Re: etherconf or ifupdown problem with subnets
On Sun, 14 Jul 2002, Steve Langasek wrote:
>On Sun, 14 Jul 2002, Carlo U. Segre wrote:
>>I have run across an odd problem when using etherconf in woody to
>>configure IP addresses statically on a 128 number subnet.
>>I have a subnet which goes from 188.8.131.52 to 184.108.40.206
>>When I use etherconf I tell give the mask as 255.255.255.128 but etherconf
>>does not ask for a broadcast address, nor does it put one in
>>when the interface is brought up by /sbin/ifup, the broadcast address is
>>incorrectly set to 220.127.116.11
>>This causes some huge problems on my network and I have had to remove
>>etherconf and just edit the /etc/network/interfaces by hand.
>>BTW, if the netmask is 255.255.255.0 all works perfectly!
>>I don't know if I should report this as a bug to etherconf or ifupdown, or
>>even ifconfig. In the first case, it would be good to have a "broadcast"
>>line in /etc/network/interfaces but that might just be masking a problem
>>in ifupdown's calculation of a broadcast address from the netmask. Or
>>perhaps it is a problem in ifconfig. The final possibility is that I am
>>making a stupid mistake.
>If I list both the netmask and the broadcast explicitly in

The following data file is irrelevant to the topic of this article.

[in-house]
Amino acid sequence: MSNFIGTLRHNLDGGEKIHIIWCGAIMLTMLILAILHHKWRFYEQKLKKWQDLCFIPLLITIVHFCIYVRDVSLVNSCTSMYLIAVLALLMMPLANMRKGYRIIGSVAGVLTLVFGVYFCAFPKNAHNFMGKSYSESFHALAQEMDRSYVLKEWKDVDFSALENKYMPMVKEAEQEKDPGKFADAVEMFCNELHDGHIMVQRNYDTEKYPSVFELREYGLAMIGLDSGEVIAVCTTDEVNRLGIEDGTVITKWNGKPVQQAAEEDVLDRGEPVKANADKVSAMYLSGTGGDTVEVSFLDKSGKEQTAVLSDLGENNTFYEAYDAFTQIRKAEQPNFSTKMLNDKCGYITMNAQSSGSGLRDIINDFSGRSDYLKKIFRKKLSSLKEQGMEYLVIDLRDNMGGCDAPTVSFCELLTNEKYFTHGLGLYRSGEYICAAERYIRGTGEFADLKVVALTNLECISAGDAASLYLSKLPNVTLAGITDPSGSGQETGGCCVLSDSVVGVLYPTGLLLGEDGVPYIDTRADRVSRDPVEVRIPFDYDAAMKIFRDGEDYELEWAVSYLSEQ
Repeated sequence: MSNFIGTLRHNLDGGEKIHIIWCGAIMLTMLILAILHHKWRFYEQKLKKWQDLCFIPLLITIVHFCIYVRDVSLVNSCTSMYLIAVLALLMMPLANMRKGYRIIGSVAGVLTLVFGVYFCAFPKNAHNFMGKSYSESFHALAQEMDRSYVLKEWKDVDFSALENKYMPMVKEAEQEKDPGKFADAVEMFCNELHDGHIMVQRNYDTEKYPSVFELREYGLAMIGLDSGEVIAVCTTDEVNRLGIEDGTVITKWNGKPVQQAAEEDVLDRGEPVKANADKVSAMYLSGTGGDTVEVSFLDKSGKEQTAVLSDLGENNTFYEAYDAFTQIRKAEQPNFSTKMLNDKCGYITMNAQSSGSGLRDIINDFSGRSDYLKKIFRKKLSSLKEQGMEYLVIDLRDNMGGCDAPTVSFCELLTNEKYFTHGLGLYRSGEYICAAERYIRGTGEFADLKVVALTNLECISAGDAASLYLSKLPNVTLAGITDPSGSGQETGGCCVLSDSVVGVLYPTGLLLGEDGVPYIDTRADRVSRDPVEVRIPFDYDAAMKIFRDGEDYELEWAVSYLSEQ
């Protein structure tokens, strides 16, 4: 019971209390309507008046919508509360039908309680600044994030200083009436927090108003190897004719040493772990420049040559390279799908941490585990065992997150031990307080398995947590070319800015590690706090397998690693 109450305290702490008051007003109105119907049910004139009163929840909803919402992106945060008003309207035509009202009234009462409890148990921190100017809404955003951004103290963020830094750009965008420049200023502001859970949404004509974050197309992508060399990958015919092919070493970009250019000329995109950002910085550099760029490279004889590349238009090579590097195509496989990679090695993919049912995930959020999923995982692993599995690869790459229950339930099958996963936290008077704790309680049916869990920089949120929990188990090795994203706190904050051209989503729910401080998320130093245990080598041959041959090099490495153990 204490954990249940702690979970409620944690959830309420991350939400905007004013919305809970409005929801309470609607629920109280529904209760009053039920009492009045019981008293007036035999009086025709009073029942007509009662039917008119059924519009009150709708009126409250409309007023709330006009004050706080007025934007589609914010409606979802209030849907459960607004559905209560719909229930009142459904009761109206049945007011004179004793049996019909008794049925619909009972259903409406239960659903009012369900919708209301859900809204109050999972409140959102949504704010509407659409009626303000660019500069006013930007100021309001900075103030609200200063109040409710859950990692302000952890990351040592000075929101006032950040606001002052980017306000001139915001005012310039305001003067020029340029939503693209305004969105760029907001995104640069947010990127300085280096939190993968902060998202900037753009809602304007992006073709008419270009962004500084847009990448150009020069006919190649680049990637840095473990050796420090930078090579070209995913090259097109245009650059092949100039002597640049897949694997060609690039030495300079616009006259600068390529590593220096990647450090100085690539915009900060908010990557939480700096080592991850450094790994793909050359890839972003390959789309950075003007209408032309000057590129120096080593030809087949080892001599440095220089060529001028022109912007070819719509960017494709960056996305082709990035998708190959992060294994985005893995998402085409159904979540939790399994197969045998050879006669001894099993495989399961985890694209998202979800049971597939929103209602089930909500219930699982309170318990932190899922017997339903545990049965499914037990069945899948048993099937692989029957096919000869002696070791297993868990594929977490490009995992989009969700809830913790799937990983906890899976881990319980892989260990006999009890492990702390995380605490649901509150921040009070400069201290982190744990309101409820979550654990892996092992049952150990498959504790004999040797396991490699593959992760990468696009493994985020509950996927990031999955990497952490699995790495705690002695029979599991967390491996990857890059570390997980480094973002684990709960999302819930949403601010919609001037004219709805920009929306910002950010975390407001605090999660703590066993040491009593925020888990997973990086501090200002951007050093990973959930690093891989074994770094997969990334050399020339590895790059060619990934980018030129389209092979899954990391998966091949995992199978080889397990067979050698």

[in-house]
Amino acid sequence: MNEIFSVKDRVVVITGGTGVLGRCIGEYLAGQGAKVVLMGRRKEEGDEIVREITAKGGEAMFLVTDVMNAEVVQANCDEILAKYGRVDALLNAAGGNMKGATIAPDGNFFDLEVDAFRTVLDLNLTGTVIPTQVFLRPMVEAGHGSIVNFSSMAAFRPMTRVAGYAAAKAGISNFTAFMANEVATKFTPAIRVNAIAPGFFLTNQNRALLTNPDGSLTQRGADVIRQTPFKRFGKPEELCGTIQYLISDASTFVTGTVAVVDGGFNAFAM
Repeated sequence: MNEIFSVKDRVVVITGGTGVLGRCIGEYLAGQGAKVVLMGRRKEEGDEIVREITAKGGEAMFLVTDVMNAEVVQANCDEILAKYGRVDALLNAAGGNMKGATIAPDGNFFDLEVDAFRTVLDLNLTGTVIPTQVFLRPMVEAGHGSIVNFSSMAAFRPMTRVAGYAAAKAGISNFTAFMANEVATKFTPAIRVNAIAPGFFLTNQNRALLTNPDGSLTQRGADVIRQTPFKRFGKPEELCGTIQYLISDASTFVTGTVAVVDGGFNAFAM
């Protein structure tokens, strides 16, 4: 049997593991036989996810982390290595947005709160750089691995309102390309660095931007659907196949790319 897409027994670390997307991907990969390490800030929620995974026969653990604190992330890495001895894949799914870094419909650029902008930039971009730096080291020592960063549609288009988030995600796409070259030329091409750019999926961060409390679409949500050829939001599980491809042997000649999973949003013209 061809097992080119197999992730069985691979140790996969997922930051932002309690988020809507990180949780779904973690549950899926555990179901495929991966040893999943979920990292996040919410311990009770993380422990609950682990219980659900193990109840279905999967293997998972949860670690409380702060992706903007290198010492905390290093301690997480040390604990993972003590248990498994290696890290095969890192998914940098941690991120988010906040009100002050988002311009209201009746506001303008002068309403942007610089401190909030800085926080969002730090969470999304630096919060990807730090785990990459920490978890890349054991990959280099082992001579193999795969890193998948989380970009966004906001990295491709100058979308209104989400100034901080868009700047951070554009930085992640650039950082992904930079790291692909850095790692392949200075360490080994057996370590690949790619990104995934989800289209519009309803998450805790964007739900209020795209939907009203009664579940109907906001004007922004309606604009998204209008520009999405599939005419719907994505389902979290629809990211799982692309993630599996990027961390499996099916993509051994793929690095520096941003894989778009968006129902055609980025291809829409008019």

>/etc/network/interfaces for my /25 network (which is in a class-A
>netblock), then the interface is configured correctly. If I omit one or
>the other, then the default class-A value is used. This seems
>reasonable to me; if the netmask or broadcast address should be derived,
>it should be done at the kernel level for you -- not in the userspace
>tools. But this is not done, presumably for those rare cases when
>someone deliberately wants to have mismatched values...
But the behavior that I observed is that if the netmask is set up for a
class C, then the broadcast address is correct (xxx.yyy.zzz.255). If I
have a subnet, such as the one in the example (xxx.yyy.zzz.128), the
broadcast is configured for a class B (xxx.yyy.255.255) rather than the
correct value (xxx.yyy.zzz.127). This raises several inconsistencies:
1. If the correct behavior is to use a class A broadcast, why is the class
C domain correctly set up and why does the machine in my example have a
class B boradcast?
2. If the broadcast address is supposed to be explicitly in the
/etc/network/interfaces file for reliable operation, shouldn't etherconf
ask what broadcast address to use and insert it in the file?
The way it is working now makes it impossible to use etherconf for static
IP configuration of anything but class C (or maybe A and B too). My
thought is to file a bug against etherconf.
Carlo U. Segre -- Professor of Physics
Illinois Institute of Technology
Voice: 312.567.3498 Fax: 312.567.3494
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